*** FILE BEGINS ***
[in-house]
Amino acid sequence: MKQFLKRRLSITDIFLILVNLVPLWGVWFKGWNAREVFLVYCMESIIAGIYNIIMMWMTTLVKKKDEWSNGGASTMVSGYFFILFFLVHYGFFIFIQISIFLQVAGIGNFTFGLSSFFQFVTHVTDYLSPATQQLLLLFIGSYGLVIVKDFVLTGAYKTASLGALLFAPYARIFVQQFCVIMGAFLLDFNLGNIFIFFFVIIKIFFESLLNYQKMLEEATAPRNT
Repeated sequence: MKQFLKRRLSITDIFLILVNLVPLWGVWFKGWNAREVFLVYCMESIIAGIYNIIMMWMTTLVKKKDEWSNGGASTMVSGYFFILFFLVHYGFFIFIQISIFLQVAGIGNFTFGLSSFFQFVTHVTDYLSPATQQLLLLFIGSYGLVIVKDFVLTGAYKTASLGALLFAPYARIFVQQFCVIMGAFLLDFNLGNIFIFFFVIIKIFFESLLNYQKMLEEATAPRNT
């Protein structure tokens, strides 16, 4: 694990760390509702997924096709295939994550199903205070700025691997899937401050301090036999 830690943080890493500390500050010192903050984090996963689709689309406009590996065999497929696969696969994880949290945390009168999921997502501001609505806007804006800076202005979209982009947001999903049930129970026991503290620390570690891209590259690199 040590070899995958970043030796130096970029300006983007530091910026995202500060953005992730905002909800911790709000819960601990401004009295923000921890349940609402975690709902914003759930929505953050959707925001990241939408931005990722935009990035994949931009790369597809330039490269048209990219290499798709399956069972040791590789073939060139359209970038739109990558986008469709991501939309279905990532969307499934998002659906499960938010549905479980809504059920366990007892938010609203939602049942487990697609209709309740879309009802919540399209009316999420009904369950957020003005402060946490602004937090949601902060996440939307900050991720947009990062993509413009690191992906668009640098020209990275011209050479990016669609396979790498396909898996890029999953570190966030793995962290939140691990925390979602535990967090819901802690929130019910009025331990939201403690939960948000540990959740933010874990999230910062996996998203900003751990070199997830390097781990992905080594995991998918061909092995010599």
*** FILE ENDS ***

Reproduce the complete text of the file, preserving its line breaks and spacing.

[in-house]
Amino acid sequence: MKQFLKRRLSITDIFLILVNLVPLWGVWFKGWNAREVFLVYCMESIIAGIYNIIMMWMTTLVKKKDEWSNGGASTMVSGYFFILFFLVHYGFFIFIQISIFLQVAGIGNFTFGLSSFFQFVTHVTDYLSPATQQLLLLFIGSYGLVIVKDFVLTGAYKTASLGALLFAPYARIFVQQFCVIMGAFLLDFNLGNIFIFFFVIIKIFFESLLNYQKMLEEATAPRNT
Repeated sequence: MKQFLKRRLSITDIFLILVNLVPLWGVWFKGWNAREVFLVYCMESIIAGIYNIIMMWMTTLVKKKDEWSNGGASTMVSGYFFILFFLVHYGFFIFIQISIFLQVAGIGNFTFGLSSFFQFVTHVTDYLSPATQQLLLLFIGSYGLVIVKDFVLTGAYKTASLGALLFAPYARIFVQQFCVIMGAFLLDFNLGNIFIFFFVIIKIFFESLLNYQKMLEEATAPRNT
């Protein structure tokens, strides 16, 4: 694990760390509702997924096709295939994550199903205070700025691997899937401050301090036999 830690943080890493500390500050010192903050984090996963689709689309406009590996065999497929696969696969994880949290945390009168999921997502501001609505806007804006800076202005979209982009947001999903049930129970026991503290620390570690891209590259690199 040590070899995958970043030796130096970029300006983007530091910026995202500060953005992730905002909800911790709000819960601990401004009295923000921890349940609402975690709902914003759930929505953050959707925001990241939408931005990722935009990035994949931009790369597809330039490269048209990219290499798709399956069972040791590789073939060139359209970038739109990558986008469709991501939309279905990532969307499934998002659906499960938010549905479980809504059920366990007892938010609203939602049942487990697609209709309740879309009802919540399209009316999420009904369950957020003005402060946490602004937090949601902060996440939307900050991720947009990062993509413009690191992906668009640098020209990275011209050479990016669609396979790498396909898996890029999953570190966030793995962290939140691990925390979602535990967090819901802690929130019910009025331990939201403690939960948000540990959740933010874990999230910062996996998203900003751990070199997830390097781990992905080594995991998918061909092995010599």